The Everyman Archetype (also known as The Good Guy or The Regular Guy)
Harmonious, humble and authentic, the Everyman brand blends into the local community like your nicest neighbour around the BBQ. This archetype is easy to relate to because, well, they're just your average bloke... I mean, brand. This archetype is so universally liked, it has the ability to appeal to a mass audience.
The Everyman Archetype likes to fit in
The Everyman Archetype likes to fit in - to be excluded is one of its worst fears. To avoid it, the Everyman encourages people to get along, facilitating exactly that. Kind of like a good neighbour. These brands tend to emit a friendly acceptance for all, no matter size, ethnicity or gender.
The Everyman Archetype Strengths & characteristics
The Everyman brand is relatable, and empathetic. These brand's stories can reflect common lived experiences, evoking empathy in the target market. These brands can be easy to resonate with, making it a versatile branding strategy for a business.
- Humble, unassuming
This brand is often the resilient underdog, humble and unassuming. This makes it an approachable brand that is often positioned as affordability and value. For this reason, brands that offer a product or service suitable to a mass audience like a food and beverage company, a large retailer, non-profit or financial entity can create a sense of reliability by centring their branding on this archetype.
Examples of the everyman Archetype In Branding
Here are 5 examples of brands that have adopted characteristics of the Everyman archetype into their branding:
- McDonalds often features everyday people enjoying McDonalds food and drink. Their ads often include a diverse range of people making it relatable to many.
- Toyota positions itself as a reliable and practical choice for individuals and families of all shapes and sizes.
- Target offers affordable items at convenient locations all across the country. Its campaigns feature people you'd see anywhere around your neighbourhood, like a mum and her kid, teenagers or typical dads.
- Levi's use the everyman archetype to promote a sense of authentic, timeless, durability for their jeans. Levi's should be a staple in everyone's wardrobe.
- Coles supermarkets promote affordability, value and healthy, happy communities. The brand often aligns with community initiatives including the Coles Little Athletics program which promotes healthy lifestyles.
These brands try to make themselves the 'norm'. The go-to choice for the general public.
The Everyman Archetype On Social Media
The everyman brand comes alive on social media. They foster a friendly community, often utilising community made content and avoiding stock photos of people. An example of this is Hershey's chocolate - running cooking contests like in the example social media post below. They'll also nominate followers as 'official tasters', their brand's mission to create a 'sweeter world'. Ain't that somethin'?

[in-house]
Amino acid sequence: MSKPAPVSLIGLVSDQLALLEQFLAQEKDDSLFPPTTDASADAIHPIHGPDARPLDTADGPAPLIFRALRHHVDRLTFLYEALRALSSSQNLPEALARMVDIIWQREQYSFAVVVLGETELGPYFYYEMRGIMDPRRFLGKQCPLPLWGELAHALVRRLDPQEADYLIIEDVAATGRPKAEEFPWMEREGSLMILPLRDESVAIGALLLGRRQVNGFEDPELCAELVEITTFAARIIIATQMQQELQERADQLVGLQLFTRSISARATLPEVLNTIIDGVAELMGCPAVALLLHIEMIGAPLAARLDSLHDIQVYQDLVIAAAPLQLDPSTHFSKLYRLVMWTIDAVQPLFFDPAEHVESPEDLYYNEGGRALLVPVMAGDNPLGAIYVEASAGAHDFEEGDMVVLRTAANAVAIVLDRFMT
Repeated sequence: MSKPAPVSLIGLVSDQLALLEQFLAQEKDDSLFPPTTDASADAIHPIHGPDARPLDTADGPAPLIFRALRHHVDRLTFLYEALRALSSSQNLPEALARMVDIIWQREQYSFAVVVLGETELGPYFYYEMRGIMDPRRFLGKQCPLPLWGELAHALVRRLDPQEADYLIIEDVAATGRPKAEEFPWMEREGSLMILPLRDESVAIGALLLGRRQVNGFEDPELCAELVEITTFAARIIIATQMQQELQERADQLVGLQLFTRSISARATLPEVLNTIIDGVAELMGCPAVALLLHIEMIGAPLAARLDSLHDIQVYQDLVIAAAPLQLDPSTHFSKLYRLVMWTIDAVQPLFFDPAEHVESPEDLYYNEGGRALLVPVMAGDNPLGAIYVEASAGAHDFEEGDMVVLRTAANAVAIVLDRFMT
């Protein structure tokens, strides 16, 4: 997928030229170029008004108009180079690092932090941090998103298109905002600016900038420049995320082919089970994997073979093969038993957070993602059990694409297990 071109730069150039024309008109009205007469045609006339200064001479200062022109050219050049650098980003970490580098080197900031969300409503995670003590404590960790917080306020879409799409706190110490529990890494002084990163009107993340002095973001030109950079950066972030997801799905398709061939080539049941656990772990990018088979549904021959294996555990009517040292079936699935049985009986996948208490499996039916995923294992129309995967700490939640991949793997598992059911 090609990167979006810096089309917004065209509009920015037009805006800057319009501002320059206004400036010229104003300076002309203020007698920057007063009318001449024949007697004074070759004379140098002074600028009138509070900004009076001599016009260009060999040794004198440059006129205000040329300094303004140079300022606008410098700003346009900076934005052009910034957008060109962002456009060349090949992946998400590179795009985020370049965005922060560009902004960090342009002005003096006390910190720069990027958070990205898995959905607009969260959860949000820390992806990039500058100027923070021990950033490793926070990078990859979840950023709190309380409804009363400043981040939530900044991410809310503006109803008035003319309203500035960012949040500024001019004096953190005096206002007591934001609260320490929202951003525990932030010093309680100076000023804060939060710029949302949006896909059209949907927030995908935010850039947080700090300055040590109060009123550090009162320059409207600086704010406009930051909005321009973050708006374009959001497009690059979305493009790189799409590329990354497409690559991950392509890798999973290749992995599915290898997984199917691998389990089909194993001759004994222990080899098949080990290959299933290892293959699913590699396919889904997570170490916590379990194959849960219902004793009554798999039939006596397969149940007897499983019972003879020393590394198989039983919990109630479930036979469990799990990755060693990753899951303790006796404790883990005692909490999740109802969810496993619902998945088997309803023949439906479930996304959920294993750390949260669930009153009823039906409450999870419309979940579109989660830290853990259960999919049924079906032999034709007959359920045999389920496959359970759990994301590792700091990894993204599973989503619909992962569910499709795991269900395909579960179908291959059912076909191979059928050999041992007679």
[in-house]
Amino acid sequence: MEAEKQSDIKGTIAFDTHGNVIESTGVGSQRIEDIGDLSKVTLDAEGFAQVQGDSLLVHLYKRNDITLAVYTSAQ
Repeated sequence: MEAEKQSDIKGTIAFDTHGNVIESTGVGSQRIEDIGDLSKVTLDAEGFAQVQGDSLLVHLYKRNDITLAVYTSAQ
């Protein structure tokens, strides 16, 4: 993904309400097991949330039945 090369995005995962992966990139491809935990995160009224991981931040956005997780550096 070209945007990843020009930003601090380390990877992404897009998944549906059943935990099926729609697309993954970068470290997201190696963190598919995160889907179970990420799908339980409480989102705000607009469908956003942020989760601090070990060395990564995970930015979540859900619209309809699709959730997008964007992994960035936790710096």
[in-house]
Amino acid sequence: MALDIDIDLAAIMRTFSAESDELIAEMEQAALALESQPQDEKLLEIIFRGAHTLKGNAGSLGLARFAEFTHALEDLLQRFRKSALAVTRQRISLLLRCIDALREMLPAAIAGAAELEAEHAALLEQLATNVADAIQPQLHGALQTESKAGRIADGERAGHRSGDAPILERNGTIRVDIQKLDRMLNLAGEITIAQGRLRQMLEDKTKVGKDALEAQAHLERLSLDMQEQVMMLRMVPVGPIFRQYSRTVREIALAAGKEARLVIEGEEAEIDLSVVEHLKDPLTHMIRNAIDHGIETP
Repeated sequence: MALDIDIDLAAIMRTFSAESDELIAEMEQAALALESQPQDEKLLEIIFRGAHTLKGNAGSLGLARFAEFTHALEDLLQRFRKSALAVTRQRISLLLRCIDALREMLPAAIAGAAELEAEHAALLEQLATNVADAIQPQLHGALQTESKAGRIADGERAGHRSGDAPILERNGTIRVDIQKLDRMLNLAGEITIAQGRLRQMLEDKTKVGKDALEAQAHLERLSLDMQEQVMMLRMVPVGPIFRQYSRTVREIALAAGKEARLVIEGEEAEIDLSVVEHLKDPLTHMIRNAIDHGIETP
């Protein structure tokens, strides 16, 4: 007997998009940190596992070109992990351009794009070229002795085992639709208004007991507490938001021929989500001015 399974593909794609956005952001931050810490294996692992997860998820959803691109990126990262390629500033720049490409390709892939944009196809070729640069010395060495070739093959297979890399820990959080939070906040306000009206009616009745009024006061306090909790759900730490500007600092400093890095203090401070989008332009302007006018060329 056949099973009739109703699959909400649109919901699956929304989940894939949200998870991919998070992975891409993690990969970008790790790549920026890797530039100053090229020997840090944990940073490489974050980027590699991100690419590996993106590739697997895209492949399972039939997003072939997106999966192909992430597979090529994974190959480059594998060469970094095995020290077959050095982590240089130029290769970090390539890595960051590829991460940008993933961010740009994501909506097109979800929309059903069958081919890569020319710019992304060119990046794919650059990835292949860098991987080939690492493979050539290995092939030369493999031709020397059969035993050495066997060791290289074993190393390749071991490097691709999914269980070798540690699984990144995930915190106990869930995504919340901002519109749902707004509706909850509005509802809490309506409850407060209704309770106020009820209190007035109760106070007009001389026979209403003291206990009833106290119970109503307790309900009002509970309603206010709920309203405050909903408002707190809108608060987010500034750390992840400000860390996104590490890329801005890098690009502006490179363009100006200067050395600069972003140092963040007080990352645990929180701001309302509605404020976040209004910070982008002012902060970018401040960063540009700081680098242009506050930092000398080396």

Copywriting For The Everyman Archetype
Writing copy for brand's that fit this archetype is pretty neat, because they need everyday language. Nothing superfluous or too clever, just make your copy easy to read and understand. Use a tone of voice that's sincere and approachable. Tell stories that people can relate to. Avoid anything that sounds too formal or creates distance between the brand and the reader. The Everyman is a personable, friendly brand that's both welcoming and genuine.
Words for the everyman archetype
Power words are useful for marketers, offering an easy shortcut to frame a product or service. Examples of powerwords you could use for the Everyman Archetype include:
- Affordable eg. 'Save money on essentials'
- Everyday (Think Woolies: 'Everyday reward card')
These are the kind of words that emphasis the brand's attributes and resonate with everyday people. Woolworths for example, locally called Woolies here, offer an 'Everyday Rewards Card'. The loyalty program was once called, 'Woolworths Rewards', but they swapped it to a good ol' power word, 'Everyday' - encouraging people to use it exactly that much.
The Everyman Archetype Weaknesses
Every brand archetype has its pros and cons. If you're aware of its weaknesses, you can lay plans to work around them.
The Everyman archetype in branding can seek so much to 'fit in' or be relatable to 'everyone' that it can look both bland and completely lack differentiation in the marketplace. Ugh. That could be a marketer's worst nightmare. The Everyman brand still needs a Unique Selling Proposition. You can't afford to be bland or so generic that nobody remembers, bothers, or cares about your brand. This brand archetype risks being boring to the point of commoditization: which is a race to the bottom in pricing and creates opportunity for a unique competitor to eat into any market share its established.
To get around this, make sure your brand persona, while embodying the character of the Everyman archetype, is still likeable enough that it's not easily replaced. Kind of like the main guy Joel in the video game and tv series, Last Of Us. Pretty much everyone likes him, he's your average bloke after all, but he's also special enough that we wouldn't want another actor to take his place, right?
Be like Joel.
Wondering what your brand archetype may be? Take the Brand Archetype Assessment.